Vasectomy Specialist in Hartford, CT
A vasectomy is nearly 100% effective, making it the most reliable form of birth control a man can choose. At Pregenzer Urology in Enfield and Hartford, Connecticut, Gerard Pregenzer, Jr., MD performs this safe and simple procedure in the office, giving men an exceptional contraceptive option. If you have questions about vasectomies or you’d like to schedule an appointment, call one of the offices or use the online booking feature.
Vasectomy Q & A
What is a vasectomy?
A vasectomy, also called male sterilization, is a simple and safe procedure that prevents men from getting their partners pregnant.
Having a vasectomy doesn’t interfere with your ability to have or enjoy sexual intercourse. You will still have normal erections and ejaculate semen. The semen just won’t contain sperm, so you don’t need to worry about pregnancy.
How do urologists perform vasectomies?
Dr. Pregenzer, Jr. performs vasectomies in the office using a local anesthetic and possibly light sedation, if needed. Then he finds the vas deferens under the skin of your scrotum and uses a special instrument to make a tiny hole in the skin.
He gently brings the vas deferens out through the opening, cuts it, and ties off or cauterizes the two ends. Then he places it back in your scrotum.
The vas deferens is a long tube that transports semen from the testicle to the urethra. At the urethra, sperm mix with semen right before you ejaculate the fluid. Cutting the vas deferens stops sperm from getting into the seminal fluid.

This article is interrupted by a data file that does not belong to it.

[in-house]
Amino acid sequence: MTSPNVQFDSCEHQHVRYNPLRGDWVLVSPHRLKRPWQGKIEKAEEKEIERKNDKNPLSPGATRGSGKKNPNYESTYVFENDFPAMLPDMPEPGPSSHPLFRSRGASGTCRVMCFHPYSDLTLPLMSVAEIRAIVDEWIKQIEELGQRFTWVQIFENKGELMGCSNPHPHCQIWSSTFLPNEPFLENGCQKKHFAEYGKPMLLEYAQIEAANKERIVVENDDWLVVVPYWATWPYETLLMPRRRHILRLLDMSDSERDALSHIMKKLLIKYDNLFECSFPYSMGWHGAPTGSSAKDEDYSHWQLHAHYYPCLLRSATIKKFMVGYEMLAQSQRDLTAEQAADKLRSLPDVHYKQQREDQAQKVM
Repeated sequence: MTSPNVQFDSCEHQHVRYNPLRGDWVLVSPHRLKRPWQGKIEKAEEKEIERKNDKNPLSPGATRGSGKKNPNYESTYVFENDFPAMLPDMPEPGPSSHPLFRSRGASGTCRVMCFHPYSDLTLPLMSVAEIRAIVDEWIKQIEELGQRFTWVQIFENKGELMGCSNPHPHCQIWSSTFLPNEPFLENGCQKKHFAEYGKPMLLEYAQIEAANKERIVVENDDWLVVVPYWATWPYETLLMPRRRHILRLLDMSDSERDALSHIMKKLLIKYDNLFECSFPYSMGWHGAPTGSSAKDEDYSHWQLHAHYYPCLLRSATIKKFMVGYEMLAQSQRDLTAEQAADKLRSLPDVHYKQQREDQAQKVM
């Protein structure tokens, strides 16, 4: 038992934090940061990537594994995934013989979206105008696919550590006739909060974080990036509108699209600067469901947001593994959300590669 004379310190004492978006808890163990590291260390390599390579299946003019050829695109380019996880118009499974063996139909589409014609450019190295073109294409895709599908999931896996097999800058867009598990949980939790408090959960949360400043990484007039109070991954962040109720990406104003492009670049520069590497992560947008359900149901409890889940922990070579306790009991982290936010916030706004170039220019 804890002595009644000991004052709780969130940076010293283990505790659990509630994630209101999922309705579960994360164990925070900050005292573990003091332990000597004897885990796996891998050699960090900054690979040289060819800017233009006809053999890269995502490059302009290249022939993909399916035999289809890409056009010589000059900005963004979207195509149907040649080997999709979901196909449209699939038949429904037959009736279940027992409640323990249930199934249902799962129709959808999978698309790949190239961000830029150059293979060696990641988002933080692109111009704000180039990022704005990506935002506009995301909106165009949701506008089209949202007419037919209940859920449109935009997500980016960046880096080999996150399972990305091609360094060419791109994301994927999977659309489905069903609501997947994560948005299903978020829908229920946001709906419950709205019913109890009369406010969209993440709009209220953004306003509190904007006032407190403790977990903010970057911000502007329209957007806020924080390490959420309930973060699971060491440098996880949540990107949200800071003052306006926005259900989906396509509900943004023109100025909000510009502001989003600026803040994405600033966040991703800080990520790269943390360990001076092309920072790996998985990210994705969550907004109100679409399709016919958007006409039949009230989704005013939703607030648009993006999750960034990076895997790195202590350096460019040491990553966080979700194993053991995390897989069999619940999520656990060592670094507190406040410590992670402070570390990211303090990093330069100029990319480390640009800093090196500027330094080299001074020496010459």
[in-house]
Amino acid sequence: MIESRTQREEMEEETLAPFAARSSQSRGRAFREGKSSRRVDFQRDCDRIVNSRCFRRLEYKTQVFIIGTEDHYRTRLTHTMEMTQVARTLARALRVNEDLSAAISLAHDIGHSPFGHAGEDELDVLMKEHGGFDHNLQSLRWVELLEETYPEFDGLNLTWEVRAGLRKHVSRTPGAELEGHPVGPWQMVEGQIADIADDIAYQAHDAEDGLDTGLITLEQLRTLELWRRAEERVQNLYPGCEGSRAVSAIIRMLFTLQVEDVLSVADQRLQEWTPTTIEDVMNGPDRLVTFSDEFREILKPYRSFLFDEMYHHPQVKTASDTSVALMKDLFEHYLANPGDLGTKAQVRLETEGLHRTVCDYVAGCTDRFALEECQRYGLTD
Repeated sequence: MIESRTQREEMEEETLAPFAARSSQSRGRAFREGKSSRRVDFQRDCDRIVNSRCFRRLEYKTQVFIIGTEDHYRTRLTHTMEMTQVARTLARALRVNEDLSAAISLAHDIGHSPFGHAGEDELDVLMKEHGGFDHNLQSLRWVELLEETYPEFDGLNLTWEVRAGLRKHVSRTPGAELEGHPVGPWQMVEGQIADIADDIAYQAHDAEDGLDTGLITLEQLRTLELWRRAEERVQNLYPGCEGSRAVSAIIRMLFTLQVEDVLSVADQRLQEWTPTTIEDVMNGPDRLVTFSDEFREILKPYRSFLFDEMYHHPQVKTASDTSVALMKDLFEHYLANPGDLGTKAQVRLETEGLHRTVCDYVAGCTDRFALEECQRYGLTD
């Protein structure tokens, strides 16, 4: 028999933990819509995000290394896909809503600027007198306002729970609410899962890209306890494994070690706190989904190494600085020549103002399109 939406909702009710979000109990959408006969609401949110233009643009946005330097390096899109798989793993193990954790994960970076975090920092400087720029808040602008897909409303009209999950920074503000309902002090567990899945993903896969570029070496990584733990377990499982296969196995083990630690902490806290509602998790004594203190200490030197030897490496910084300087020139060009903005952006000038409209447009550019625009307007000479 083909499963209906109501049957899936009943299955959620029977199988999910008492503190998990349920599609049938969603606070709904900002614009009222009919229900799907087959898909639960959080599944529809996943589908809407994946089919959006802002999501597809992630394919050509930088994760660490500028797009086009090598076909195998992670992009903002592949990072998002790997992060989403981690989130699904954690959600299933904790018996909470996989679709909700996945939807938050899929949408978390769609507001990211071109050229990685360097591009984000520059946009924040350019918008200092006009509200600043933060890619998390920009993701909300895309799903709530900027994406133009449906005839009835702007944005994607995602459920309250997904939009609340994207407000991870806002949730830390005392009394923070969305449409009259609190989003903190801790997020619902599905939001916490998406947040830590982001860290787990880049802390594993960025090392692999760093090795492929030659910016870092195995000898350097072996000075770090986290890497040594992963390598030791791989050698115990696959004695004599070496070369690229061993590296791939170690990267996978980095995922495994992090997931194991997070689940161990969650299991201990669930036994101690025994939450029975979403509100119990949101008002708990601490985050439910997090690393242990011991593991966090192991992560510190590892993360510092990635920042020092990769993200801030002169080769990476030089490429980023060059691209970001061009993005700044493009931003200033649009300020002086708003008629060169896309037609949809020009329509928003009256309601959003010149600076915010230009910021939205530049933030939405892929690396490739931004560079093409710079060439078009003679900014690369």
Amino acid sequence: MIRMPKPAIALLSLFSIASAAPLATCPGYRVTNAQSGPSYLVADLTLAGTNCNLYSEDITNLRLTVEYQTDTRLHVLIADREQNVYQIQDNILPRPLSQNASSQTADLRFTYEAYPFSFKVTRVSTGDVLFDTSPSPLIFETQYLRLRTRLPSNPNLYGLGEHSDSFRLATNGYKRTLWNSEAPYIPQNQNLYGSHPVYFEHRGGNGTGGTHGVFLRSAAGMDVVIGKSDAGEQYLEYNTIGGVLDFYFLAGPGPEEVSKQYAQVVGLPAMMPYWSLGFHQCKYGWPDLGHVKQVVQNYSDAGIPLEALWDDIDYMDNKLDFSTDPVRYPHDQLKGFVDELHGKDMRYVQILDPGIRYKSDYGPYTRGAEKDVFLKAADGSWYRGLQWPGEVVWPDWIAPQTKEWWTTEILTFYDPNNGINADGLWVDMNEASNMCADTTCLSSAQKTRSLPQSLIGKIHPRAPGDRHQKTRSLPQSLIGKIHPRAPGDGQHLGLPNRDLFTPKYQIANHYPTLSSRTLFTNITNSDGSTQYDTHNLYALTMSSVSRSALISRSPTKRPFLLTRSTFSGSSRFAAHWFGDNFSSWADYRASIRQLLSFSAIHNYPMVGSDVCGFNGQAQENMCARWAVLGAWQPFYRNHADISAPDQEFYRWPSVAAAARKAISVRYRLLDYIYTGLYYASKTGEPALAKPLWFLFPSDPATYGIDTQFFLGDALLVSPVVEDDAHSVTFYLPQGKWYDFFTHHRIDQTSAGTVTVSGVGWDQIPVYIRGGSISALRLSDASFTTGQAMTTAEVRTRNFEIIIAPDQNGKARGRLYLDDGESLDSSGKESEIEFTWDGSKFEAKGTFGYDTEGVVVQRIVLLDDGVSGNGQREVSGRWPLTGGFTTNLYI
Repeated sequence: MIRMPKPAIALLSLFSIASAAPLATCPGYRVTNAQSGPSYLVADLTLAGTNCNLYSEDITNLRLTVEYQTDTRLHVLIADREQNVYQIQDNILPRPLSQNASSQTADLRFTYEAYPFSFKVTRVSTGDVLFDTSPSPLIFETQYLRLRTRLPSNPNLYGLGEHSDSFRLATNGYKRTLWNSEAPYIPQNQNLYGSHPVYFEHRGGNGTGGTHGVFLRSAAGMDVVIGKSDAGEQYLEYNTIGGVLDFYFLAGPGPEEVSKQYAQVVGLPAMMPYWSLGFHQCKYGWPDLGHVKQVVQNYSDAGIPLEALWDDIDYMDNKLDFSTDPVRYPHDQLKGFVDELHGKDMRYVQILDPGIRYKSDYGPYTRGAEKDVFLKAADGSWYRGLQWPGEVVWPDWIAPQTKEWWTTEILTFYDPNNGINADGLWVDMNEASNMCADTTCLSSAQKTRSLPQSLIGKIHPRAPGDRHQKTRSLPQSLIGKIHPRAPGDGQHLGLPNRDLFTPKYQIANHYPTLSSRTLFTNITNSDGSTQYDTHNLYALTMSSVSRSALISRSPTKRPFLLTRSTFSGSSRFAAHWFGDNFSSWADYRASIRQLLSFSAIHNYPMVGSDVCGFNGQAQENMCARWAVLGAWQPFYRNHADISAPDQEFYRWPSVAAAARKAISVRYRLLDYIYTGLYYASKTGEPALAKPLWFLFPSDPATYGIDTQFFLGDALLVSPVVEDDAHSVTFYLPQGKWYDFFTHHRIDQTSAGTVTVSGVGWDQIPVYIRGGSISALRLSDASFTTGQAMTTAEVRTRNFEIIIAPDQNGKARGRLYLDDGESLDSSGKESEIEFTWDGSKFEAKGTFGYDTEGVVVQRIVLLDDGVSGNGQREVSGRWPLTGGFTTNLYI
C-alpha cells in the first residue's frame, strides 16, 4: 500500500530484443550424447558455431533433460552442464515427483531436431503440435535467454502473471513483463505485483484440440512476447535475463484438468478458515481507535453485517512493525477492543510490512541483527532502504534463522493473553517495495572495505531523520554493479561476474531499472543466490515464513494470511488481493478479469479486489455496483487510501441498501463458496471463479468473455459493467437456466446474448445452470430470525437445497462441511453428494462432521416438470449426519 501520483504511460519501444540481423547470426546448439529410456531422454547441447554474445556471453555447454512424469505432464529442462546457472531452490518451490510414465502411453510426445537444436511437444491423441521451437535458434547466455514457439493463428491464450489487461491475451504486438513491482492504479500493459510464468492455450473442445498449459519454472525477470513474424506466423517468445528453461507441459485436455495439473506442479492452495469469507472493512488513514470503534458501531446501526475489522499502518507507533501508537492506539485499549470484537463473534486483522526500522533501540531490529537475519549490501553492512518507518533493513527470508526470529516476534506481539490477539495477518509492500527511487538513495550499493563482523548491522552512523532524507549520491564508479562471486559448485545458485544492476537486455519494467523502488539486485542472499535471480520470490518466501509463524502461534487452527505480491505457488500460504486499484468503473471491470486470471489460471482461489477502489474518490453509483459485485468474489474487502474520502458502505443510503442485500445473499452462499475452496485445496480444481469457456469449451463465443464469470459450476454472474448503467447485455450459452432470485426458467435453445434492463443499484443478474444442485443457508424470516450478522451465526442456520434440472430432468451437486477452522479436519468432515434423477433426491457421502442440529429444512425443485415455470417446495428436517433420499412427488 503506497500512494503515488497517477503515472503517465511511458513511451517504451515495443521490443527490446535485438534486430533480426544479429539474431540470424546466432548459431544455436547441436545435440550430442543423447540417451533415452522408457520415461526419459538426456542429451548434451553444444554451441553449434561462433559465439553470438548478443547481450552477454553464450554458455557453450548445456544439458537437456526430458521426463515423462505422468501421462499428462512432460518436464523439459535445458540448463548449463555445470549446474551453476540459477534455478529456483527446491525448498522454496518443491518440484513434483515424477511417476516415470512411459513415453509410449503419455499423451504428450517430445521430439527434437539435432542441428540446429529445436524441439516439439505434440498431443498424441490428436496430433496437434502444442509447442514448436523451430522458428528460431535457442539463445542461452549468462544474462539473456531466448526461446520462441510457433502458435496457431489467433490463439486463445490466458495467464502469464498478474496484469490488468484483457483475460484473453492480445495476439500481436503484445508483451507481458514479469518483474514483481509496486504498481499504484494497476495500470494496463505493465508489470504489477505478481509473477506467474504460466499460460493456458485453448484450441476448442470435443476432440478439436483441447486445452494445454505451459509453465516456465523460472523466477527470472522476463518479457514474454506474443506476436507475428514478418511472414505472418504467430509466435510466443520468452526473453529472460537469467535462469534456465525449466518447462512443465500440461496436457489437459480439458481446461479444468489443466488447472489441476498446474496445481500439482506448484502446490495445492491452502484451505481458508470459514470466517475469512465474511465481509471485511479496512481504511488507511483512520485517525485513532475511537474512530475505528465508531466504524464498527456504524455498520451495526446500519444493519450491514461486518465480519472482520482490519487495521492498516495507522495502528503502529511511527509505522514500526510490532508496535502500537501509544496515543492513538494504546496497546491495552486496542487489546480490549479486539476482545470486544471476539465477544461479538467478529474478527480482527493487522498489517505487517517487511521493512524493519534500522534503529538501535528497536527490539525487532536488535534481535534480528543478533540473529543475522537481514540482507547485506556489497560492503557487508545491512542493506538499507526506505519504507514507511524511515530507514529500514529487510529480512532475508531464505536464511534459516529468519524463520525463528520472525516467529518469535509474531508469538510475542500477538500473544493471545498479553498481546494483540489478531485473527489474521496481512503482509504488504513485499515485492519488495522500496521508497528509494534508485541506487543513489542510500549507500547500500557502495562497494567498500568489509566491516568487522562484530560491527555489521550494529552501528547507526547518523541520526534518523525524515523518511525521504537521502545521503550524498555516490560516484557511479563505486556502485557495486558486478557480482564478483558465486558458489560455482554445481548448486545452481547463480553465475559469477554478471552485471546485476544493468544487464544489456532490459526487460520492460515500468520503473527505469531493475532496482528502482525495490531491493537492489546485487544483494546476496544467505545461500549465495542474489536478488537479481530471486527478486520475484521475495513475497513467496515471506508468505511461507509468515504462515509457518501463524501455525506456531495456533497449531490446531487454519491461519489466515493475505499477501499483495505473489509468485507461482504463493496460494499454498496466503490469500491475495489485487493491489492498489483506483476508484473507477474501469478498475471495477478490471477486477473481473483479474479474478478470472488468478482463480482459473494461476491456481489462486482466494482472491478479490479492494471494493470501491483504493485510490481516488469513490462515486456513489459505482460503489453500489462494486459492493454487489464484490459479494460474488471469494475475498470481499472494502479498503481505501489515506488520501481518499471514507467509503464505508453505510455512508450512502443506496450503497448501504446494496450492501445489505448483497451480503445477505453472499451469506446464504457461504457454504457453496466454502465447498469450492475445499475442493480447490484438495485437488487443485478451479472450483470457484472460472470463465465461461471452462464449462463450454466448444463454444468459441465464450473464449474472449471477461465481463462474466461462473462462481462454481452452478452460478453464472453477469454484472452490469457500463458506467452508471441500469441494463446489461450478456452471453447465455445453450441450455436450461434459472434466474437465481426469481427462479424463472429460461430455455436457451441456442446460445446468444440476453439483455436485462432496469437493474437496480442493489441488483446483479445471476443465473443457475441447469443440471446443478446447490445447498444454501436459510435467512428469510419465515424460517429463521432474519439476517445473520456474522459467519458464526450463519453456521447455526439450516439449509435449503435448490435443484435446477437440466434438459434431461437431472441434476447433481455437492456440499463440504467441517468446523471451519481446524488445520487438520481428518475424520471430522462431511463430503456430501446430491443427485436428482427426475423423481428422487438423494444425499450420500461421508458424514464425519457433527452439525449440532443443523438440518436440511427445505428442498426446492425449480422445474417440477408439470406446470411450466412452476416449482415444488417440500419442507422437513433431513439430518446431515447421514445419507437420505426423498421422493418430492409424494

What should I expect after my vasectomy?
It’s normal to have some swelling, bruising, and discomfort after your vasectomy. You can use a cool compress or ice pack to reduce the swelling, and over-the-counter pain relievers should relieve the pain.
Most men can return to their job the next day, and they’re fully healed and can resume sex within a week. However, you will still need to use birth control for a short time.
How long will I need to use birth control after my vasectomy?
It takes a few months before the sperm that was in the vas deferens above the cut can clear out of your reproductive tract. You should plan on using another method of birth control for about three months to be safe.
At your follow-up visits, Dr. Pregenzer, Jr. checks semen samples and lets you know when your sperm count is down and you can safely have unprotected sex.
Can my vasectomy be reversed?
Some vasectomies can be reversed. However, the microsurgery required to reconnect the tiny vas deferens is complex and never a sure thing. The pregnancy rates after a vasectomy reversal are 30-90%, depending on the type of reversal procedure and other factors, such as the length of time since your vasectomy.
It’s important to be sure you don’t want more children before having a vasectomy because you should consider it to be a permanent procedure.